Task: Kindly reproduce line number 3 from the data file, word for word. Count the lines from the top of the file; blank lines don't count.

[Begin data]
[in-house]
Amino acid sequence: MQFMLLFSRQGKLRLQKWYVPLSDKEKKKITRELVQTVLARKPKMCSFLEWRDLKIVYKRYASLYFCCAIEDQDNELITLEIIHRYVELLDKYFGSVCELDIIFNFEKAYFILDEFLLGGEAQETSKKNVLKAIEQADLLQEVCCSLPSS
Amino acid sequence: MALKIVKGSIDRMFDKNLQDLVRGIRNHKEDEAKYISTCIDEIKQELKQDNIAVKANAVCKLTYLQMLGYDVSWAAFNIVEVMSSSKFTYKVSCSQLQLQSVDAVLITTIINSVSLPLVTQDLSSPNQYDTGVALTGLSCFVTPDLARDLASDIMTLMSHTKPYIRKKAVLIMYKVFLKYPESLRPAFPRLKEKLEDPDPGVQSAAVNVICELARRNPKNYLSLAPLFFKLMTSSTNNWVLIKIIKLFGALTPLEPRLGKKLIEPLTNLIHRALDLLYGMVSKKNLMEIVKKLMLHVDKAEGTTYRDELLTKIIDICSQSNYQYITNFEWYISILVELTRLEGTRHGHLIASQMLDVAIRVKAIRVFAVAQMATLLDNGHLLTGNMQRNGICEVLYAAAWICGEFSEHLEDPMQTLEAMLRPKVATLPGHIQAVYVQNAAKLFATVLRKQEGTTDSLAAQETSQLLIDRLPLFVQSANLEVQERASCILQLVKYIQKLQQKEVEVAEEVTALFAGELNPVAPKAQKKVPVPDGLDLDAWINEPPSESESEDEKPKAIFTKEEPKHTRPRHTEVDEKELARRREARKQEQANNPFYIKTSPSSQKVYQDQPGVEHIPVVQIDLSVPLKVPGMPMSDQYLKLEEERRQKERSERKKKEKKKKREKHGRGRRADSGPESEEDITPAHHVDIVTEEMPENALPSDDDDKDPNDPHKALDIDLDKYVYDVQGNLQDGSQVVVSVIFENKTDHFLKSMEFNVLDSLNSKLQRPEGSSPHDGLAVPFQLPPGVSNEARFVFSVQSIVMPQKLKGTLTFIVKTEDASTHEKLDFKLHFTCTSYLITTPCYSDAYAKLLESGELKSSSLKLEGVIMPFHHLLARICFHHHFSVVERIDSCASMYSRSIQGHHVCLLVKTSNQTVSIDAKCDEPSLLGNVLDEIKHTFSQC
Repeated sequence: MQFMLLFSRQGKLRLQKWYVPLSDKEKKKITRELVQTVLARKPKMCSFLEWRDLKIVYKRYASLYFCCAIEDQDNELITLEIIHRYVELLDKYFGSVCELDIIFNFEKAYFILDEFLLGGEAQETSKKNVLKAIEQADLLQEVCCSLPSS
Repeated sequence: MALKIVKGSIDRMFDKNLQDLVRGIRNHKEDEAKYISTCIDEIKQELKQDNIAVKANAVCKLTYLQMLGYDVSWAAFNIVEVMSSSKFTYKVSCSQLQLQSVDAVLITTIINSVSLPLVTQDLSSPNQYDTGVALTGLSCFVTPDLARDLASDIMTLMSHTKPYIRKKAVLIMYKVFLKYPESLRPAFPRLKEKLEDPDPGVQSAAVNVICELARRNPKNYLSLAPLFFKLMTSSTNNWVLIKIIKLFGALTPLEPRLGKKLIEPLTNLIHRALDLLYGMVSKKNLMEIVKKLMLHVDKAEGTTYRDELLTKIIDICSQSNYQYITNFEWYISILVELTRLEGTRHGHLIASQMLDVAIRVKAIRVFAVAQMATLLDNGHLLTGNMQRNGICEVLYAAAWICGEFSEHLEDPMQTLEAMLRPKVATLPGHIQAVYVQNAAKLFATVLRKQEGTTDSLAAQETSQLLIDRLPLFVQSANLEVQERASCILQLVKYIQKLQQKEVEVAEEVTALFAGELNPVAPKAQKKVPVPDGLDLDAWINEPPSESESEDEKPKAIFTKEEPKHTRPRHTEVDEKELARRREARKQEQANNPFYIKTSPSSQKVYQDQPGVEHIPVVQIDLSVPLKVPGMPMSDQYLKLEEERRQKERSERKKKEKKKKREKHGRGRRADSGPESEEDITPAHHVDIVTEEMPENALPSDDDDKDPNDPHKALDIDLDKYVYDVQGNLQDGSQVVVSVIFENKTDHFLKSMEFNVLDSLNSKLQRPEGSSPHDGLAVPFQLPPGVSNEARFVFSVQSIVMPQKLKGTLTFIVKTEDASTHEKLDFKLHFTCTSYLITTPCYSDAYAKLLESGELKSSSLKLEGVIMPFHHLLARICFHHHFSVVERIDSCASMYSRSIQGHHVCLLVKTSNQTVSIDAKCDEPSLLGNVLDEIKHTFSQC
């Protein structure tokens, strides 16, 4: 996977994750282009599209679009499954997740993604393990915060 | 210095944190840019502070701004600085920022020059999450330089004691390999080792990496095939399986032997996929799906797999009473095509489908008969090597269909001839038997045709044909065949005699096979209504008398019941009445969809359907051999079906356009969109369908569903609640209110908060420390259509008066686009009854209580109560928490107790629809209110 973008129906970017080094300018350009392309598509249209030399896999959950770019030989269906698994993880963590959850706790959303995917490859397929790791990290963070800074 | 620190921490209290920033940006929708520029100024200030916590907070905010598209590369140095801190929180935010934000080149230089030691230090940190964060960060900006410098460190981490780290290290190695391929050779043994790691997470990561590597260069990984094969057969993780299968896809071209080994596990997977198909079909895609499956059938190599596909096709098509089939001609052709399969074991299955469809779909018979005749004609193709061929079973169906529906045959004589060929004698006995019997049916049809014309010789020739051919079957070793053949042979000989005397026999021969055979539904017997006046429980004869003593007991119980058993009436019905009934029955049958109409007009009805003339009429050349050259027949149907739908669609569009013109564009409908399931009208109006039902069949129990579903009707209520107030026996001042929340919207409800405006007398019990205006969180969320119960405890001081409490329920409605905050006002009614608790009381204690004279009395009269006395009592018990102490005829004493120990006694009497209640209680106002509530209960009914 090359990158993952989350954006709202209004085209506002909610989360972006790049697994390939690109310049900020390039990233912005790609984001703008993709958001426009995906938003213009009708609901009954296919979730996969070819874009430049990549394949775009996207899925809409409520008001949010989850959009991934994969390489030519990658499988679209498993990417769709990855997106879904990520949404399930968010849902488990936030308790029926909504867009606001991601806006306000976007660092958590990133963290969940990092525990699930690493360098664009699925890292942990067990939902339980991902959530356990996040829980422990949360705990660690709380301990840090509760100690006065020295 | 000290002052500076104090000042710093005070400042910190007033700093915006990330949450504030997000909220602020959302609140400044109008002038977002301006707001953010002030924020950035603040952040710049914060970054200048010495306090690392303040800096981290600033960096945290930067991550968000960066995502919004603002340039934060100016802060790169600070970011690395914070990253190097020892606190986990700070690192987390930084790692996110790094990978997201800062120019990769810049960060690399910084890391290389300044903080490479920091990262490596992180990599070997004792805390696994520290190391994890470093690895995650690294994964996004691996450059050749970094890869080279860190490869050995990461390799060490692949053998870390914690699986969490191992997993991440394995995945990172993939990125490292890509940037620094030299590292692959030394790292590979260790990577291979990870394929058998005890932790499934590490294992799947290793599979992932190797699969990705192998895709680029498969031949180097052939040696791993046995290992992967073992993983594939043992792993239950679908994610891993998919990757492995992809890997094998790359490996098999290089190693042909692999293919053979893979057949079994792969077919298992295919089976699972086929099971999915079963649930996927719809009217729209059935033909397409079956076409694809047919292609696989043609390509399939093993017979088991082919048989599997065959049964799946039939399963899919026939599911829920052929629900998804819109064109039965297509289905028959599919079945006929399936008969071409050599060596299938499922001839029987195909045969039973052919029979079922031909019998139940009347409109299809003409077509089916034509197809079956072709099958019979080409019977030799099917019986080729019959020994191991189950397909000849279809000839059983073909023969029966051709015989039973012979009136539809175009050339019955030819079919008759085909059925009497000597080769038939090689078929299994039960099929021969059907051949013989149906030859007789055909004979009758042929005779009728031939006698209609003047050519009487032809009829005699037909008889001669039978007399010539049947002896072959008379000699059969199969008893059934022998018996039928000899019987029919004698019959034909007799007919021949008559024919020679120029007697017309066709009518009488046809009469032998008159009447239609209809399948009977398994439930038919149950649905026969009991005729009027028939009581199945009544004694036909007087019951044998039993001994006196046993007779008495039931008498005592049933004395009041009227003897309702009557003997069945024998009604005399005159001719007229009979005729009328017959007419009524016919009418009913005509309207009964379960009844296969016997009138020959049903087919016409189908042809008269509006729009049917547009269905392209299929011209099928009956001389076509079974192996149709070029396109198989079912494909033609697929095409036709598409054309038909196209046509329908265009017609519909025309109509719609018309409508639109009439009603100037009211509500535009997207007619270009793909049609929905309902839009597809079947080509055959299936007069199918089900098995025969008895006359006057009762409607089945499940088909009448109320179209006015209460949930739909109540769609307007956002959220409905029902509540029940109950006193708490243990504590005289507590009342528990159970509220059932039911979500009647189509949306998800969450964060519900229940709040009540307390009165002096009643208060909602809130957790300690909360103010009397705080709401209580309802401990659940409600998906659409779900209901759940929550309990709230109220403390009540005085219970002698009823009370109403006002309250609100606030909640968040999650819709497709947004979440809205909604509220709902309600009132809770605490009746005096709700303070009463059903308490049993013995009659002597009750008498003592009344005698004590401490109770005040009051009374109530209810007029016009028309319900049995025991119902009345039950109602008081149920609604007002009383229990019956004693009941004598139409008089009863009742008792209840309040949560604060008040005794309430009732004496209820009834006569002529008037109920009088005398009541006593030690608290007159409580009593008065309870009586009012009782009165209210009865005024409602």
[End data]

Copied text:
Amino acid sequence: MALKIVKGSIDRMFDKNLQDLVRGIRNHKEDEAKYISTCIDEIKQELKQDNIAVKANAVCKLTYLQMLGYDVSWAAFNIVEVMSSSKFTYKVSCSQLQLQSVDAVLITTIINSVSLPLVTQDLSSPNQYDTGVALTGLSCFVTPDLARDLASDIMTLMSHTKPYIRKKAVLIMYKVFLKYPESLRPAFPRLKEKLEDPDPGVQSAAVNVICELARRNPKNYLSLAPLFFKLMTSSTNNWVLIKIIKLFGALTPLEPRLGKKLIEPLTNLIHRALDLLYGMVSKKNLMEIVKKLMLHVDKAEGTTYRDELLTKIIDICSQSNYQYITNFEWYISILVELTRLEGTRHGHLIASQMLDVAIRVKAIRVFAVAQMATLLDNGHLLTGNMQRNGICEVLYAAAWICGEFSEHLEDPMQTLEAMLRPKVATLPGHIQAVYVQNAAKLFATVLRKQEGTTDSLAAQETSQLLIDRLPLFVQSANLEVQERASCILQLVKYIQKLQQKEVEVAEEVTALFAGELNPVAPKAQKKVPVPDGLDLDAWINEPPSESESEDEKPKAIFTKEEPKHTRPRHTEVDEKELARRREARKQEQANNPFYIKTSPSSQKVYQDQPGVEHIPVVQIDLSVPLKVPGMPMSDQYLKLEEERRQKERSERKKKEKKKKREKHGRGRRADSGPESEEDITPAHHVDIVTEEMPENALPSDDDDKDPNDPHKALDIDLDKYVYDVQGNLQDGSQVVVSVIFENKTDHFLKSMEFNVLDSLNSKLQRPEGSSPHDGLAVPFQLPPGVSNEARFVFSVQSIVMPQKLKGTLTFIVKTEDASTHEKLDFKLHFTCTSYLITTPCYSDAYAKLLESGELKSSSLKLEGVIMPFHHLLARICFHHHFSVVERIDSCASMYSRSIQGHHVCLLVKTSNQTVSIDAKCDEPSLLGNVLDEIKHTFSQC